/13 Vietnam

Tessa Bunney

Home Work

Domestic labour in the suburbs and villages in and around Hanoi, Vietnam

As a photographer, I have a particular interest in different landscapes and the way they are shaped by human activity. Working closely with communities and individuals, my work explores people’s relationship to the environment. My approach is based on intuition – the actual form of each project develops as I begin work in each particular region or country.

Between September 2006 and May 2008 I spent two six month periods in Vietnam, exploring the suburbs and villages in and around the capital city of Hanoi. Currently, around 75% of Vietnamese people currently live in the countryside but as Vietnam moves increasingly towards urbanisation, its agricultural labour force faces the prospect of losing its land to urban projects – and its way of life. With Vietnam’s growing population also making less land available for farmers to work, families unable to sustain themselves are turning to the creation of various products in rural areas. These ‘craft’ villages have become the meeting place between rural and urban, agriculture and industry.

Specialising in producing a single product, some craft villages date back historically hundreds of years originally relying on locally available resources, others have recently started as a way for farmers to earn a much needed extra income. Often, it wasn’t difficult to work out the speciality of each village, the whirring of silk weaving machines in Van Phúc coming from every house as I wandered around the back streets, sheets of noodles drying in the rice fields in Tân Hòa or whole communities sitting in their doorways making various forms of the ubiquitous palm hat. Often for very little money.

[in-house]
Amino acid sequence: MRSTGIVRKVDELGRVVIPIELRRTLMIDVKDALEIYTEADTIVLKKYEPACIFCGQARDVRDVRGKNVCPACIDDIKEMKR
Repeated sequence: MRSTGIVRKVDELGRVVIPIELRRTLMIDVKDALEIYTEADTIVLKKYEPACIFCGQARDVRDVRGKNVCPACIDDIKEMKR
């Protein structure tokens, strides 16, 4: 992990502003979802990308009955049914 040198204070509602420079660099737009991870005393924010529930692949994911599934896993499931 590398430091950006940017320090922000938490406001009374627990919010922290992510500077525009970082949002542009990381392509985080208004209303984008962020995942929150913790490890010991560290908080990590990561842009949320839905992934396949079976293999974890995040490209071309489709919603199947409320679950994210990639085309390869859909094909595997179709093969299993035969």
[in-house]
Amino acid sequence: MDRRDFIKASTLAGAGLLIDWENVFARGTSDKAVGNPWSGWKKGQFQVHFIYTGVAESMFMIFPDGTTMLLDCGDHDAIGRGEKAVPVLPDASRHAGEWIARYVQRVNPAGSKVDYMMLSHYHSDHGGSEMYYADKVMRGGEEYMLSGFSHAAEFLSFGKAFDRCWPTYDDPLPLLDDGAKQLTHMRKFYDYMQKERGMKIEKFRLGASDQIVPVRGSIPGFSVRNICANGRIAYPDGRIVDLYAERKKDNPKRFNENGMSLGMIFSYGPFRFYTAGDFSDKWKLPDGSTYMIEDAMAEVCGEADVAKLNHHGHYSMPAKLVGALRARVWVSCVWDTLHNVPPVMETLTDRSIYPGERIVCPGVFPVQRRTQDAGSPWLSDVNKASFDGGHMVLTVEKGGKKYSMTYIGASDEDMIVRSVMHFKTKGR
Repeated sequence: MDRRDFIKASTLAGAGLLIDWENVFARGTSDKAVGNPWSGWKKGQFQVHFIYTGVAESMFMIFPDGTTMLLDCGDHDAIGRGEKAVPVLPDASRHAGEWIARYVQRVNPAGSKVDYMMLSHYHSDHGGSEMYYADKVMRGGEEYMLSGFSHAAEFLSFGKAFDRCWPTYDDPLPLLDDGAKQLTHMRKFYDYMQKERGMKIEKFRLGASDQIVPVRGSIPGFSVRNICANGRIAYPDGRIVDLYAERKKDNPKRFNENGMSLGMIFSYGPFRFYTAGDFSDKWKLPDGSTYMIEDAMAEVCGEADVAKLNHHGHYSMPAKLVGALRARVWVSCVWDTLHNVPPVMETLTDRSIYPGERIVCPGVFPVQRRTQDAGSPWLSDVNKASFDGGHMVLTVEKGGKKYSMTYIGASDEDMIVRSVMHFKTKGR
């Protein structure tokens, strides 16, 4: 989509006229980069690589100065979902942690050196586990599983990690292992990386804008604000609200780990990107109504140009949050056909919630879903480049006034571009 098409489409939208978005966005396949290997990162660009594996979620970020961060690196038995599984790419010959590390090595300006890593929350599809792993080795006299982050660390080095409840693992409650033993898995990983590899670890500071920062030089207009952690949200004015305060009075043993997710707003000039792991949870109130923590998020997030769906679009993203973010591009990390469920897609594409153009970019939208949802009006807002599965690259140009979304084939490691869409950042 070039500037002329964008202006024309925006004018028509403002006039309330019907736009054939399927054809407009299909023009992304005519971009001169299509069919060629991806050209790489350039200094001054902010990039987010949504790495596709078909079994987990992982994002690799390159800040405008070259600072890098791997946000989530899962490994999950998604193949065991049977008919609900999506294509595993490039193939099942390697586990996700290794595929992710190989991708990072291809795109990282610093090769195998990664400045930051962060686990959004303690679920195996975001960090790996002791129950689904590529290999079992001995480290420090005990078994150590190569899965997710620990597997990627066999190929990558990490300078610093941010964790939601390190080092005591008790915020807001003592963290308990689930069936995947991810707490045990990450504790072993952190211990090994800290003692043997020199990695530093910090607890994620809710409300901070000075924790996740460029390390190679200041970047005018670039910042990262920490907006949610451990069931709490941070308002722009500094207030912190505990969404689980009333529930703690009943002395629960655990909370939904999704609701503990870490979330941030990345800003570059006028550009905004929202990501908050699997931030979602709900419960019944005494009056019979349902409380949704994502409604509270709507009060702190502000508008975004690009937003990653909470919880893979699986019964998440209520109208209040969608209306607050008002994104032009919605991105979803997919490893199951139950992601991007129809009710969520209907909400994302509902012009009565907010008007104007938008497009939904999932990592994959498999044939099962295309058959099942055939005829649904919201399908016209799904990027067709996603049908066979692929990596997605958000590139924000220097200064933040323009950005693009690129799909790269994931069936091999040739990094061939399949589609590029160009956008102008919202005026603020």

The flat landscape in the Red River Delta area isn’t particularly beautiful; the villages are functional rather than attractive. The traditional village house is typically single storey and consists of three rooms. The large central room is a multi purpose living and sleeping area as well as a place to work, and it is in this room where many of my images are taken, the mix of work and everyday objects fascinates me visually. Interspersed with images from daily life on the rice field and in the villages, these photographs depict ‘working from home’ in an unromanticised sense, where their subjects, mostly women, balance childcare with the routine work necessary for survival. Often they work in isolation making separate elements of a product which are then passed on to another family for completion.

During the last decade, along with rapid national economic development many craft villages have increased production up to five fold through small-scale industrial development. However, the consequence of this shift is increased waste and environmental pollution with the resources of the landscape becoming overused.

Since 1st August 2008, the Vietnamese authorities, in search of breathing space in order to manage the growth of the capital, have officially incorporated Hà Tây Province into Hà Noi Province within this new urban area, thus creating a fresh peri-urban zone around the extended city limits. This development plan will irremediably alter the lives of many villages such as Chuong (conical hat making village). Those closest to the centre will disappear altogether as distinct and rural entities; those furthest away will run into the suburbs of the new, enlarged city and inevitably traditional crafts will disappear in favour of various business activities related to the inexorable force of attraction exerted by the Delta’s metropolis, drawing the periphery in towards the centre.

Sylvie Fanchette, IRD, the French Research Institute for Development, Hanoi

My work draws attention to observing details which we usually let slip by unnoticed and aims to contribute to the ongoing debate about the changing nature of rural life.